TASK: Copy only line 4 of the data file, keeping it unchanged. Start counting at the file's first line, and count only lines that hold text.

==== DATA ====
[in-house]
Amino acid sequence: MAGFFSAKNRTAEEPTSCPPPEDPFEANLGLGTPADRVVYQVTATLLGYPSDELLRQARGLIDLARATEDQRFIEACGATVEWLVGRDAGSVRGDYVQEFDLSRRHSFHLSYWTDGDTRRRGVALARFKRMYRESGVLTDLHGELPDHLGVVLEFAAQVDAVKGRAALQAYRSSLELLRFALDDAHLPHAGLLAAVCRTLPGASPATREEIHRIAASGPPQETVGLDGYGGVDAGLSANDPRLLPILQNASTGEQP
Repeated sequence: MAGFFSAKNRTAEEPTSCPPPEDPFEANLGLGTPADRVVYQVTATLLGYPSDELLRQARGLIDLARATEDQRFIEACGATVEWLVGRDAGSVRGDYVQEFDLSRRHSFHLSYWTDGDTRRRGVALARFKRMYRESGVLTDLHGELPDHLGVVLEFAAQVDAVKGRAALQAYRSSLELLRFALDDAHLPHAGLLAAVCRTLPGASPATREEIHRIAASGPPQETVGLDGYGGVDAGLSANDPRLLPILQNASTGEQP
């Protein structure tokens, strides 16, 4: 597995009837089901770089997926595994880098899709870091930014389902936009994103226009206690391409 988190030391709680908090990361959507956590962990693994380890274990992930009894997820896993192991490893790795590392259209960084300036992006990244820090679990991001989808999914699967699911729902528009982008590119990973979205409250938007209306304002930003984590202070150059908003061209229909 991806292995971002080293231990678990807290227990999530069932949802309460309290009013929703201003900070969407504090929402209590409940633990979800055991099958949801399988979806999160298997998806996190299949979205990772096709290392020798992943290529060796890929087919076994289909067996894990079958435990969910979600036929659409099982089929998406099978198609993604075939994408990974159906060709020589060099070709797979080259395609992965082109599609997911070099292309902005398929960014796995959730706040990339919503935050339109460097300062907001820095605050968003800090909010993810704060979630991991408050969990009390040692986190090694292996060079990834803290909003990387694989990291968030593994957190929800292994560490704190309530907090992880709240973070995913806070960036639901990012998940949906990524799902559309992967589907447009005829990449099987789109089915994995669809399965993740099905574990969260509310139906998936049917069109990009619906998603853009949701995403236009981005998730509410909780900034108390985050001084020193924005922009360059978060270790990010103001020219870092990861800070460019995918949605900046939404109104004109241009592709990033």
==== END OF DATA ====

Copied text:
């Protein structure tokens, strides 16, 4: 597995009837089901770089997926595994880098899709870091930014389902936009994103226009206690391409 988190030391709680908090990361959507956590962990693994380890274990992930009894997820896993192991490893790795590392259209960084300036992006990244820090679990991001989808999914699967699911729902528009982008590119990973979205409250938007209306304002930003984590202070150059908003061209229909 991806292995971002080293231990678990807290227990999530069932949802309460309290009013929703201003900070969407504090929402209590409940633990979800055991099958949801399988979806999160298997998806996190299949979205990772096709290392020798992943290529060796890929087919076994289909067996894990079958435990969910979600036929659409099982089929998406099978198609993604075939994408990974159906060709020589060099070709797979080259395609992965082109599609997911070099292309902005398929960014796995959730706040990339919503935050339109460097300062907001820095605050968003800090909010993810704060979630991991408050969990009390040692986190090694292996060079990834803290909003990387694989990291968030593994957190929800292994560490704190309530907090992880709240973070995913806070960036639901990012998940949906990524799902559309992967589907447009005829990449099987789109089915994995669809399965993740099905574990969260509310139906998936049917069109990009619906998603853009949701995403236009981005998730509410909780900034108390985050001084020193924005922009360059978060270790990010103001020219870092990861800070460019995918949605900046939404109104004109241009592709990033």